While I was in Melbourne this week I particularly noticed the Autumn colours.  

The first autumn leaves to catch my eye were these, cascading over a garden wall. I also made a point of visiting the Botanic Gardens.

The Royal Melbourne Botanic Gardens are situated on a swathe of parkland that slopes down to the Yarra River. The garden is divided by a small valley, with an artificial stream that runs down the hillside to a series of ornamental lakes. This view is at the high end of the garden. It shows the 'English landscape garden' style for which these gardens are famous. The yellow leafed tree in the photo is a Ginko Biloba.

Nearby is the 'oak lawn', with a variety of oaks from across the northern hemisphere. Sadly, some of these trees have been damaged or blown over in recent years during severe storms; thus the small replacement tree in the right foreground. The relatively mild climate of Melbourne, compared to the natural habitat of the oaks, results in them growing and ageing more quickly than would normally be the case.

Beside one path the sun was shining through the leaves of a smoke bush cotinus coggygria. Although it is hard to see in the photo, just to the right is a purple buddleia, that made a lovely colour contrast. 

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On Monday last week, Lee Johnstone lead a workshop for members of the Victorian Branch of the Sogetsu School. The two combined themes were: 'an arrangement to be viewed from all angles' and 'an arrangement with an autumn-winter feeling'. I had noticed orange pittosporum and red cotoneaster berries over the last month and had been wanting to use them in an arrangement. So here was my opportunity.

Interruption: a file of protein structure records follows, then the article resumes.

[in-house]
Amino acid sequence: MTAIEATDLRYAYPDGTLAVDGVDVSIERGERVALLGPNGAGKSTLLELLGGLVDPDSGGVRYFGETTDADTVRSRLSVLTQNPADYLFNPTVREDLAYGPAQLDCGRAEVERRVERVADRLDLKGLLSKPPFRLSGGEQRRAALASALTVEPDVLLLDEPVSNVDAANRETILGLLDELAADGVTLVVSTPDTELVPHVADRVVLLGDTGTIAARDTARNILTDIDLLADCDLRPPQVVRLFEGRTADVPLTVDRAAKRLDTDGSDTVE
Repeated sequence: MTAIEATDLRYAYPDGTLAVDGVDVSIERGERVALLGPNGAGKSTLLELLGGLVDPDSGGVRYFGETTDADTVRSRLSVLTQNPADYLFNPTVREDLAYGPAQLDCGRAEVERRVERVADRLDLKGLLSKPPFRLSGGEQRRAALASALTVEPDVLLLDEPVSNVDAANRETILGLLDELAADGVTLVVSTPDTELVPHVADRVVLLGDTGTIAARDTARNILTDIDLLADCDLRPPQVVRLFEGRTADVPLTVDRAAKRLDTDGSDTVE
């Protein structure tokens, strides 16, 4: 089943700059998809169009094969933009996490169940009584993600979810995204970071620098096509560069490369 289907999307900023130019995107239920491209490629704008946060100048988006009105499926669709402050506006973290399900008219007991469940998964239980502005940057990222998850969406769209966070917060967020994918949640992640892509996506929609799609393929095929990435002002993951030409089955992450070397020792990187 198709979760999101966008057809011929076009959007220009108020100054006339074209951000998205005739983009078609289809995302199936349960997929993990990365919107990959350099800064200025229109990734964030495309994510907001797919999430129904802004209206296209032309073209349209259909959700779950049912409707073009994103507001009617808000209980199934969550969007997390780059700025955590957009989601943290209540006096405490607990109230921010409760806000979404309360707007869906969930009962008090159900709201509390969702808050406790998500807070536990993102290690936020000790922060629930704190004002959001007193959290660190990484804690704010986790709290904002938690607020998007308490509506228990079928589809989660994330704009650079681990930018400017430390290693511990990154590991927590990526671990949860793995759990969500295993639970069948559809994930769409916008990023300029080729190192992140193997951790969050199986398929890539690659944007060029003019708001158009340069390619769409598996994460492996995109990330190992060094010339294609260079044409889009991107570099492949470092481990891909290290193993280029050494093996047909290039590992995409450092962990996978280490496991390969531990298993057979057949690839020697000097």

Unfortunately, the photograph I took at the workshop was blurred so this photo above is a re-working of the subject at home. I have added some 'fingered citron', citrus medica var. sacrodactylis, in the centre as a textural contrast. At the workshop I had used three vine leaves. However, they did not survive the journey home. The vase is by Graeme Wilkie.

I'd also like to draw your attention to a posting on Emily Karanikolopoulos's blog. Her students made some delightful ikebana works from the new Sogetsu Curriculum Book Five. The exercise is a 'Composition expressing a Movement'. You will need to scroll down to the post of 23rd May.

Greetings from Christopher
3rd June 2017

1 comment:

  1. Your photos of the Fall foliage are wonderful. The oak tree and English Landscape garden are lovely and what a big ginko tree. I hope it is a male tree versus female. In my neighborhood we have sidewalks and each house has a street tree. My neighbor has a female ginko tree and every fall the seed pods litter the sidewalk and have such a strong smell, like dog do, I practically have to hold my nose until I go inside.